Of course, the masses’ woe is worsened by the lingering huge impact of the Covid-19 pandemic, which saw many SMEs and entrepreneurs shutting down, and leaving scores unemployed.

As the economy struggles to recover, economic hardship worsens and the impact of the pandemic still lingering in 2021, concerned Nigerians are calling on the government to make their burdens lighter in 2022.

The call is against the backdrop of the many planned increases in taxation, total removal of fuel subsidy and expectant hike in prices in 2022.

With the very high inflation presently, many are worried over how much burden the planned increments and removal of subsidy will place on the helpless masses in 2022.

Read also: NIGERIA IN 2022: What to expect from economy

Peter Ogaga, a Niger Delta human right activist, decried that the president administration has failed to plan ahead and has also toed the same wasteful way they accused the opposition of in 2015, hence the poor masses are going to suffer because of the wasteful manner the country’s economy has been running.

“The call for the government to lighten our burden will fall on deaf ears because there is no Plan B for the economy or its recovery. In 2022, we will be servicing $11.51 billion loan from the World Bank and $3.402bn from Exim Bank of China, among other debts. So, we should not expect respite from this administration. Expect the worst,” he said.

According to him, if there had been well-thought-out plans, marching and sustained strategies, Nigeria would not be talking about subsidy removal now but export of refined crude oil products to the world.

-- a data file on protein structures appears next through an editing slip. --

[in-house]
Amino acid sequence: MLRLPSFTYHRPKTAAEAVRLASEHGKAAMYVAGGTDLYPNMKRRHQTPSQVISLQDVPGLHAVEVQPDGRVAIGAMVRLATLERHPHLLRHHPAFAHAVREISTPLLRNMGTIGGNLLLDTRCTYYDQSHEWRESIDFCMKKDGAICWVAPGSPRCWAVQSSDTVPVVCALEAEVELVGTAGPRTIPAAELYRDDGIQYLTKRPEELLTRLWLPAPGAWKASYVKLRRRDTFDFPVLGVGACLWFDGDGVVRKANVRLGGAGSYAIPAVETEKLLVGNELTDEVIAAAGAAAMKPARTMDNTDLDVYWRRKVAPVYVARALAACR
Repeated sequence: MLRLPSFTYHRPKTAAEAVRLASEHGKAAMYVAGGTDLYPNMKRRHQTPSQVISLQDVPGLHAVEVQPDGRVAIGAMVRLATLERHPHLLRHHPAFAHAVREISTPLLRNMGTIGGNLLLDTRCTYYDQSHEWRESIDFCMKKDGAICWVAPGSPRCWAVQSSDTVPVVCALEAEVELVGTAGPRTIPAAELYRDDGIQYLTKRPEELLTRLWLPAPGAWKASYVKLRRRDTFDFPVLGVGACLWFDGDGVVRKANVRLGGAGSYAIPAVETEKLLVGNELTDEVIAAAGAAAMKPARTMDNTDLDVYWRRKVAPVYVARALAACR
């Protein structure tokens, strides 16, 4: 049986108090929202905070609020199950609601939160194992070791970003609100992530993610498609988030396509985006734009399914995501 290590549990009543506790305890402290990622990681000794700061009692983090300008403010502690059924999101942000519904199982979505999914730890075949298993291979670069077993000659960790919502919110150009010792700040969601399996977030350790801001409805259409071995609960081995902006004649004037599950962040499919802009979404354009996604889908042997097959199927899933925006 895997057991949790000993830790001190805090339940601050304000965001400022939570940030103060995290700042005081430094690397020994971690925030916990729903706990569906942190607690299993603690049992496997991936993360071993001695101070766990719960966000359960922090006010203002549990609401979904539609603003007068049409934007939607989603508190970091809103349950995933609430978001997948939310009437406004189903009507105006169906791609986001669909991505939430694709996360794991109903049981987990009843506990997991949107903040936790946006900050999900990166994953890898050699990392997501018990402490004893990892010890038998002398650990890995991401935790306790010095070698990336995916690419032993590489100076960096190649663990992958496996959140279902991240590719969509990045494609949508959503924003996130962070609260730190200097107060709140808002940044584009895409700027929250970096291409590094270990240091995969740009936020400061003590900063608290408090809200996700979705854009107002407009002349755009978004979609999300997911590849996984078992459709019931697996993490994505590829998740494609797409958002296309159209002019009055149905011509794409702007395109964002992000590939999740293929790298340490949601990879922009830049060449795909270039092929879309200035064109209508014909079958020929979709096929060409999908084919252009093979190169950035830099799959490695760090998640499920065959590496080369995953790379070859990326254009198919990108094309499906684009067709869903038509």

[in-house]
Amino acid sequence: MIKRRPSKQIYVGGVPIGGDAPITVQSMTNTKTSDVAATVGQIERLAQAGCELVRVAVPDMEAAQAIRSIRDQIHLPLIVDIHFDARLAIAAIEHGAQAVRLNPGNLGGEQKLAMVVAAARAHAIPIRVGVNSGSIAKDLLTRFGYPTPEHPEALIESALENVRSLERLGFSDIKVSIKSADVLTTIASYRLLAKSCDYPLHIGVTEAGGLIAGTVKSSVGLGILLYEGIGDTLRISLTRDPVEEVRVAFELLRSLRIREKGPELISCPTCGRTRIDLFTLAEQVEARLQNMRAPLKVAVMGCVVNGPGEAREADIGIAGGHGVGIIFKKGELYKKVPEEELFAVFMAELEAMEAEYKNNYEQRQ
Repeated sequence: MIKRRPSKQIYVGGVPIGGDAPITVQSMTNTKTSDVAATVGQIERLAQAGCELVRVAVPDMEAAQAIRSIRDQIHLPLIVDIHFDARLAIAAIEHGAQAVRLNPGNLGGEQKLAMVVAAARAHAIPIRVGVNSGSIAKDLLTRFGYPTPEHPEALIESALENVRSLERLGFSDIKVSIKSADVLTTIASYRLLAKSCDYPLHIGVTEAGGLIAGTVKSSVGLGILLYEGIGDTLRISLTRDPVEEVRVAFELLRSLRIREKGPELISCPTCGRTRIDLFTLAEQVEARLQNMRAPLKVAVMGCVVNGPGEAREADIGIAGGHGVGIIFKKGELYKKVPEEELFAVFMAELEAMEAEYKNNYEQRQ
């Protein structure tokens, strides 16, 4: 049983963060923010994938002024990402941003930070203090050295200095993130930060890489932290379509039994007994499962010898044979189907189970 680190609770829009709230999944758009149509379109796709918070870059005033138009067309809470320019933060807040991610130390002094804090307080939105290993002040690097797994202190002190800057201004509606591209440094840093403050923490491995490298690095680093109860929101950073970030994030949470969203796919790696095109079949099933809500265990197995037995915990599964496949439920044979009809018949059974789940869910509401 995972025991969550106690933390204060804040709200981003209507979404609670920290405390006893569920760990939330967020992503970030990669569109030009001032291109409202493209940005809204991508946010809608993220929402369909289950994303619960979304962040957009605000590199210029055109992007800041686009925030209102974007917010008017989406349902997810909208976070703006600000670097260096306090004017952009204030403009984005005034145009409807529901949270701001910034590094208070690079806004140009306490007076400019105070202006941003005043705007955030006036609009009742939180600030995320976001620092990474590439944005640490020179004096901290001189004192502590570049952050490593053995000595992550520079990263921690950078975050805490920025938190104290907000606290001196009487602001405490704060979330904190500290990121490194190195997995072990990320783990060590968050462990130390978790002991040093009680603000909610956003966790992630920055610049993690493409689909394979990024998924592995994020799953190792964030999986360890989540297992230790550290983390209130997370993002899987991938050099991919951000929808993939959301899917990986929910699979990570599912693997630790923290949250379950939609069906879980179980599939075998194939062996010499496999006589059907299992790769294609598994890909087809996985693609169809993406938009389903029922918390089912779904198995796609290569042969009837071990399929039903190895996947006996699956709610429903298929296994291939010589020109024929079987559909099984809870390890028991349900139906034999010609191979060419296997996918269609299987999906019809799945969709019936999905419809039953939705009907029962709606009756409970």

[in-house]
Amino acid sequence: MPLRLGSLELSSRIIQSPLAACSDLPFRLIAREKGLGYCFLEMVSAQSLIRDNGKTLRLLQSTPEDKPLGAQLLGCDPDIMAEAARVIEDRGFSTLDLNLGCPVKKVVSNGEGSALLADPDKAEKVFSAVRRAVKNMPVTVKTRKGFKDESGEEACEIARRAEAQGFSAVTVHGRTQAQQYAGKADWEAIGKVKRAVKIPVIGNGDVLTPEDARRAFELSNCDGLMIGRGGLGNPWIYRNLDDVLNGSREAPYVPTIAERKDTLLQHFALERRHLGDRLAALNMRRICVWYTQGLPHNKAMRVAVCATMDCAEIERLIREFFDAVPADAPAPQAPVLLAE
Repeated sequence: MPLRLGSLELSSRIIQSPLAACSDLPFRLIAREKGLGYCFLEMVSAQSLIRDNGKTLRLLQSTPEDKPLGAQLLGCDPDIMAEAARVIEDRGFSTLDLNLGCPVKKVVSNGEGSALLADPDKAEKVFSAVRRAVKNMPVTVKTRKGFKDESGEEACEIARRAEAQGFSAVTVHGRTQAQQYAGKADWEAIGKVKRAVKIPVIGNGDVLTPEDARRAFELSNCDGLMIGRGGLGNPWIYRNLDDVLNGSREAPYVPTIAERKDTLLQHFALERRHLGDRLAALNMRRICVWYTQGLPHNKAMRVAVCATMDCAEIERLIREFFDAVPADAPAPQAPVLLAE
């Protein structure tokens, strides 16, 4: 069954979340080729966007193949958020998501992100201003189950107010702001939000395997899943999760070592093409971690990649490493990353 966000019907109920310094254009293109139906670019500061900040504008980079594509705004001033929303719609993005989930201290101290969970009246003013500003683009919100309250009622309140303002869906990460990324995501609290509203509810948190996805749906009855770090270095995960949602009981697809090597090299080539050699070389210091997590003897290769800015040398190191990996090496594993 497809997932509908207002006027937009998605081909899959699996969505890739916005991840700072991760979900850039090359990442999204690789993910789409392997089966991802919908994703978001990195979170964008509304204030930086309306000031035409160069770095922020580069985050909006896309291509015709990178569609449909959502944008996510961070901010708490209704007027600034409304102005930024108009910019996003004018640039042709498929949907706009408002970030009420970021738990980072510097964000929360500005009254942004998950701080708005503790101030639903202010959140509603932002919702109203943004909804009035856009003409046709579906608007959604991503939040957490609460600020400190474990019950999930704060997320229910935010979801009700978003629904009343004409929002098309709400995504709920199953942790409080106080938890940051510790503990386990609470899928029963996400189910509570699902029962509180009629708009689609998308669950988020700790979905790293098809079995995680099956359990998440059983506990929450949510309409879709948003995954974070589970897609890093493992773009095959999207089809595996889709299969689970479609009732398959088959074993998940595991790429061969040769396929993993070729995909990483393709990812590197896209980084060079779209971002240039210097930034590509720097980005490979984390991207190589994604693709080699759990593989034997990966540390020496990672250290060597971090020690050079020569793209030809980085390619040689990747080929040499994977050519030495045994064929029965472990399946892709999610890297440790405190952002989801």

“Our unemployment is among the worst in the world today. It is projected to reach 40 percent by the end of this year. But if we have three to four refineries, which are working, then allied companies such as petrochemicals, power stations, millions of youths will be employed. So, why is the government not interested in finding lasting solutions to our problems,” he said.

For Sam Ajanaku Onikoyi, a Nigerian historian and Commonwealth researcher based in Brussels, there is no need for such calls as what Nigerians needed to have done was to protest to stop the unnecessary loans, which the government has been borrowing to mortgage the future of the country.

“With the rising debt profile, Nigeria will do whatever the World Bank or IMF wants because they are part of the conditions for giving the loans and this means more hardship as such conditions require austerity measures. People can call on the government to make their burden lighter in 2022, but has the government ever listened to such calls?” he said.